June 1, 2003
Central Park's Golden Age
If a well-tended park can bring to mind the gaudy spring of Shakespeare's sonnet, Central Park summons an epic of Homeric proportions. Taken all at once, it is grand, sweeping, nearly overwhelming. Fortunately, it is also digestible in small, delicious bites.
The park's 150th birthday is this year. It has taken that long to make the park what it is today: a safe retreat where one's only worry is that there's a more beautiful spot elsewhere that one may be missing. On one recent morning at the north end of the park, a black-crowned Night-Heron sat regally on a branch in the Harlem Meer, waiting to pluck lunch from the fish-filled waters. Farther south, a waterfall glistened along a wall of jagged black rock and puddled into the Pond, another serene pool with coves and aquatic grasses, where a resident duck waddled ashore to fetch one of her brood, briefly forcing passers-through to make way for the duckling. In the Ramble and the North Woods, paths slice through thickets of trees and shrubs with a density approaching a subtropical forest's. Ferns sway on hilly terrain.
The 843 acres that make up the nation's best-known municipal park showcase nature at its finest. But except for the naturally formed rock and some of the creatures that inhabit or pass through the park, from 200 species of birds to all kinds of dogs and people, the settings are made or enhanced by man. Away from the obviously manicured greenery of the Great Lawn (created from a drained reservoir in the 1930's), the Sheep Meadow and the elm-lined Mall and Literary Walk, there are places shaped by stealthy engineering. The park's ponds and lakes are carved out by design, the fish they hold selected like tenants in an exclusive co-op. A heron's perch will remain picture-perfect, because it has been anchored at just the right spot. Trees, plants and flowers, seemingly wild, are placed and tended with care. Hidden garden hoses create a waterfall. This is art, the realization of Hudson Valley paintings and imagined Edens. Taken together with its structures and monuments, from the Metropolitan Museum of Art to the Bethesda Terrace, Central Park is an ingenious effort to soothe and inspire 25 million visitors every year.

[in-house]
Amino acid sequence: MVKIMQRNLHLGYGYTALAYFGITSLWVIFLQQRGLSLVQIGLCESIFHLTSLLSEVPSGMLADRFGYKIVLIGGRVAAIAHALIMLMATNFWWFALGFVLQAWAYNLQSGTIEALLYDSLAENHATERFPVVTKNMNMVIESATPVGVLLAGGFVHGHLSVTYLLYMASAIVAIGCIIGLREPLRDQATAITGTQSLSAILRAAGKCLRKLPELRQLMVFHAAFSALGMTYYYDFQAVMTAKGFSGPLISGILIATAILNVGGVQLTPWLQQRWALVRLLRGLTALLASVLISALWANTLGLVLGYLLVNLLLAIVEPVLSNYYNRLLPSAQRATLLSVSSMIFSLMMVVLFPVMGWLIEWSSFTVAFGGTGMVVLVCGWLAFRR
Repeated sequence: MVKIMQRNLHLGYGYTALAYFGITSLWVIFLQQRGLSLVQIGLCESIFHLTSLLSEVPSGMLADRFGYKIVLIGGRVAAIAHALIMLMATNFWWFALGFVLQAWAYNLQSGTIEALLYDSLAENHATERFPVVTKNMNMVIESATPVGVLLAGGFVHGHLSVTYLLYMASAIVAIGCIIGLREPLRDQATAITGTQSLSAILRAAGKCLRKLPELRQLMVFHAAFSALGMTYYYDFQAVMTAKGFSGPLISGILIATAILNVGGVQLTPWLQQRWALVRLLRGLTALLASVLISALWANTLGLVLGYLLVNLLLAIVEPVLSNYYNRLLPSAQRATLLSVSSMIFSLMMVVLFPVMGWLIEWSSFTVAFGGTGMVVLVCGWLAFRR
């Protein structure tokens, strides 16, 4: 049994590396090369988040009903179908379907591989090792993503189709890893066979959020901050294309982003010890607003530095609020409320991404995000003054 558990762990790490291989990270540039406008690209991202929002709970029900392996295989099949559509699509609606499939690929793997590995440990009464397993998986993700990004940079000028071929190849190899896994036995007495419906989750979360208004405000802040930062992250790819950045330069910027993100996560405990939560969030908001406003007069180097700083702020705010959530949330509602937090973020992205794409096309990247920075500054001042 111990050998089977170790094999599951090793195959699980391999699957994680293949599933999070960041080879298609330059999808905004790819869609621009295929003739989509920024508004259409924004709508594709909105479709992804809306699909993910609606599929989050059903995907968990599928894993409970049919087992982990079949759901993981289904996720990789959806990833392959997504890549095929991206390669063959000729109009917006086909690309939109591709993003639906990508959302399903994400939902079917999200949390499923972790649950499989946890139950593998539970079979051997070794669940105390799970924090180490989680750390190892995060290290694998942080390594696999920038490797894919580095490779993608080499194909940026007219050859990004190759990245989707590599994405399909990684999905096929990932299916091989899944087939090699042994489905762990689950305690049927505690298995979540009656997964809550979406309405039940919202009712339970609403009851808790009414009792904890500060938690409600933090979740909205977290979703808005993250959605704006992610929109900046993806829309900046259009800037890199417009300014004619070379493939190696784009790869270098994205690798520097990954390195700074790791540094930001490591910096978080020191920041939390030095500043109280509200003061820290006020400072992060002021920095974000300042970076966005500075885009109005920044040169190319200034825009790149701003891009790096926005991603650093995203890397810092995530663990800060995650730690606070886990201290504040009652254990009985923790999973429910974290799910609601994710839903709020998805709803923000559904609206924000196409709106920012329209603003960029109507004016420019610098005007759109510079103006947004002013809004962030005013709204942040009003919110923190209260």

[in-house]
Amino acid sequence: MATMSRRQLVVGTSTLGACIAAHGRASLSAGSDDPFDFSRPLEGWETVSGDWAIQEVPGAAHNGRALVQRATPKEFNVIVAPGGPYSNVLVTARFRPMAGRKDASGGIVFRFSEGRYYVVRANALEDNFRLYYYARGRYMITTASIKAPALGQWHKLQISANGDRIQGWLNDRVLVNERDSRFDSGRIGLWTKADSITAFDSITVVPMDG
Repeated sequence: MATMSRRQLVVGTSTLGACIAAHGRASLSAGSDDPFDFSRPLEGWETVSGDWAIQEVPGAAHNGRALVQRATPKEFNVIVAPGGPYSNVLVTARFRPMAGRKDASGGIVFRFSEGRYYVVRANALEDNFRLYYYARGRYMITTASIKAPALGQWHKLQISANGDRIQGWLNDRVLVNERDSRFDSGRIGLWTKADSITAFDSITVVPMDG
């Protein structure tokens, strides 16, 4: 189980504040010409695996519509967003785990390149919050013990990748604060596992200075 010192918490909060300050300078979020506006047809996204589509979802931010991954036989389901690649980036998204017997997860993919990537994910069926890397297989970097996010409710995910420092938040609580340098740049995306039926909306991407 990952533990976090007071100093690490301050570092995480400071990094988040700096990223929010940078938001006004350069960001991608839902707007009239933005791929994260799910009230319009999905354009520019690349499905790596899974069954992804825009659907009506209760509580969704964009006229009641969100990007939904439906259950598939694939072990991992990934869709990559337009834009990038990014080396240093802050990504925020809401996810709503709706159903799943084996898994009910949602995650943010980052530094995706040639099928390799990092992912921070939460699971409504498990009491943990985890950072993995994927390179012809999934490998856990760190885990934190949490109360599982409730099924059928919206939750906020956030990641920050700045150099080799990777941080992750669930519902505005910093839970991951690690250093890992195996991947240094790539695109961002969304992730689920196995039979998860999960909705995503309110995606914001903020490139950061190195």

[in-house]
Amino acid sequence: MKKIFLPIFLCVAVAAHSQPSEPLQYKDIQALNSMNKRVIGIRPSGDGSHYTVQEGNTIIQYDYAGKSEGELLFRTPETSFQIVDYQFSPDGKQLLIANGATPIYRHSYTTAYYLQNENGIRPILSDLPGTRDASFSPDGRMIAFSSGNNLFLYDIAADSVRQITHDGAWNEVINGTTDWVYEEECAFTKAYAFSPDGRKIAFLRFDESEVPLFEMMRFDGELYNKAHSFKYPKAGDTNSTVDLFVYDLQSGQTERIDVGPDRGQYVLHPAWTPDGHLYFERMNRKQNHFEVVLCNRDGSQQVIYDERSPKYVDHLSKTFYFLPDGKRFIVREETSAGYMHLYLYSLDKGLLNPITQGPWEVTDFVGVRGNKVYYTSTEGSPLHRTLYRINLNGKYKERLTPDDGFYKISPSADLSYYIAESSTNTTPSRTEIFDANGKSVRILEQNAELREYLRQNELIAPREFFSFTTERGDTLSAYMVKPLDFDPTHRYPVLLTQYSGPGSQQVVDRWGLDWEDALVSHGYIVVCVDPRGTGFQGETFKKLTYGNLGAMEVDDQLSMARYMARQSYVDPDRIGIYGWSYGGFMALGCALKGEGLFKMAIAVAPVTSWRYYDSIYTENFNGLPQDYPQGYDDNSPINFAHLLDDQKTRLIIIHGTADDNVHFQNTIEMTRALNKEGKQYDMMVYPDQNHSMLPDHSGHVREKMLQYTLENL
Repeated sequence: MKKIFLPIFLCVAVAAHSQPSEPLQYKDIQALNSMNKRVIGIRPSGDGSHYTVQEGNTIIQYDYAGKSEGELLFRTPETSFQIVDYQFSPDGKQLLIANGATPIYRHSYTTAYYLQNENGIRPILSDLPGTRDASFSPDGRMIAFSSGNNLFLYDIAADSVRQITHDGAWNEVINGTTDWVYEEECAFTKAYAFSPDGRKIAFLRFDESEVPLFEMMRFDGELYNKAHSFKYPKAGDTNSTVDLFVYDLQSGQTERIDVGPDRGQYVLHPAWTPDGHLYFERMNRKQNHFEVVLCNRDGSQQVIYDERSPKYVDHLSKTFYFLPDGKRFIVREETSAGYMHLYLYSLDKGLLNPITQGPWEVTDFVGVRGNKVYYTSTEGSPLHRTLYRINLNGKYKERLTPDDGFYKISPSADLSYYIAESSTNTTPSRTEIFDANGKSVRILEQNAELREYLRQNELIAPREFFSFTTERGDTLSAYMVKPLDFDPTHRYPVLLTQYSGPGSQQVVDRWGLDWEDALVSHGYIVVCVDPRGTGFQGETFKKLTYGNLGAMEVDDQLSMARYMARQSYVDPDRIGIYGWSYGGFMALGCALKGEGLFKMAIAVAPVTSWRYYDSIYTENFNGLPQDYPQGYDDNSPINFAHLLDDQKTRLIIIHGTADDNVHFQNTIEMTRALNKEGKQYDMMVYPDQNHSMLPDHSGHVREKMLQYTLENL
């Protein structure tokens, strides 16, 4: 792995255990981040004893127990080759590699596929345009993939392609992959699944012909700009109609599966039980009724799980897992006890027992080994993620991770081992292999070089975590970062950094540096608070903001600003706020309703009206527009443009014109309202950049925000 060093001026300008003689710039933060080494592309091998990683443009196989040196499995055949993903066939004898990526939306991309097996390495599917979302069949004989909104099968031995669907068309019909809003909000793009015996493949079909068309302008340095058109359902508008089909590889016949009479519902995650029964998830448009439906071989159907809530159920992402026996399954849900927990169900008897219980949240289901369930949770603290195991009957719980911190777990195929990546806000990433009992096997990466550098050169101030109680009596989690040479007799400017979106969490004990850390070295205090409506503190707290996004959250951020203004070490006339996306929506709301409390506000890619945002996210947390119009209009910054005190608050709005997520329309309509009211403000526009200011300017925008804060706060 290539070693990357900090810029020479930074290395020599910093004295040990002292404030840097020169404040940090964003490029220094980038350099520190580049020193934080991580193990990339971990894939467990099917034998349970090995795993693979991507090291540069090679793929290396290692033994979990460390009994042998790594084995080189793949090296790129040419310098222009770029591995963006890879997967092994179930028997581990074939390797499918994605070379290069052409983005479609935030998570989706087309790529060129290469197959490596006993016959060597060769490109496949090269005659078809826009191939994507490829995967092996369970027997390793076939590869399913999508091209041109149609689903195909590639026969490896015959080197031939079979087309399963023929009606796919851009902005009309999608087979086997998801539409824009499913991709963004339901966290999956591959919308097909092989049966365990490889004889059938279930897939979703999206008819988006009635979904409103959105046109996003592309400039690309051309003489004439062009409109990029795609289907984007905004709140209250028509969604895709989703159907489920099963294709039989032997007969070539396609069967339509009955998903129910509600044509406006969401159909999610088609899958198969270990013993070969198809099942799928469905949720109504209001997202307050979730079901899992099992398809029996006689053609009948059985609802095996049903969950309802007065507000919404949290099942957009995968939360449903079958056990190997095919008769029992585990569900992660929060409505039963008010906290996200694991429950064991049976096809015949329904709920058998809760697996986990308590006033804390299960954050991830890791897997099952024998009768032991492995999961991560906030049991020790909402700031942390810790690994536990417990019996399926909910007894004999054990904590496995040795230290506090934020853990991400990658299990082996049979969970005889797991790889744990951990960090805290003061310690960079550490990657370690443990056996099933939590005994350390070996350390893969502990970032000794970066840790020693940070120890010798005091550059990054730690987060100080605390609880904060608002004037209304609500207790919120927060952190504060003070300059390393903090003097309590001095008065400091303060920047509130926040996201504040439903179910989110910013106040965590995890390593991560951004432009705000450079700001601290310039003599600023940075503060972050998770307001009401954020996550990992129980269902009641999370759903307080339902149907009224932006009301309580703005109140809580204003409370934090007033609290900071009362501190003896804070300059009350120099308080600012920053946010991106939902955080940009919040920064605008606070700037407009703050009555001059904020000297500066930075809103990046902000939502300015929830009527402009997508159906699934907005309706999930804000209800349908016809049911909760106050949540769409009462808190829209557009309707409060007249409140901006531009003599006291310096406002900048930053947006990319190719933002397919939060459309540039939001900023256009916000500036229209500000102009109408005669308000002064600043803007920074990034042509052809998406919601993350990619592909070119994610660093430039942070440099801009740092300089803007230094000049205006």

Park officials date its beginning from July 21, 1853, when state legislators voted to create a public space out of a rocky and swampy plot of land on the edges of 19th-century New York City. Calvert Vaux and Frederick Law Olmsted provided the blueprint several years later. Their grand vision went beyond the European model, and not only in landscaping. They foresaw that the rich and working classes alike could find solace within its boundaries.
Over the years, the park came to symbolize the ills of the larger city, hitting bottom in the mid-1970's, when it became a repository for graffiti and garbage, thugs and drugs, its gardens and playgrounds in ruins. Resurrection came with the establishment of the Central Park Conservancy in 1980, which did something the city alone could not. The conservancy marshaled the resources of the park's neighbors, raising and spending $300 million to recreate and maintain the park as a model of public-private partnership.
The anniversary will be marked on July 19 with fireworks and concerts. But the real celebrating will be done by the city's lucky residents, as it is every day, on skates and bikes, in sneakers and strollers, or arm-in-arm, soaking up the joys of one of the greatest parks in the world.
Copyright 2003 The New York Times Company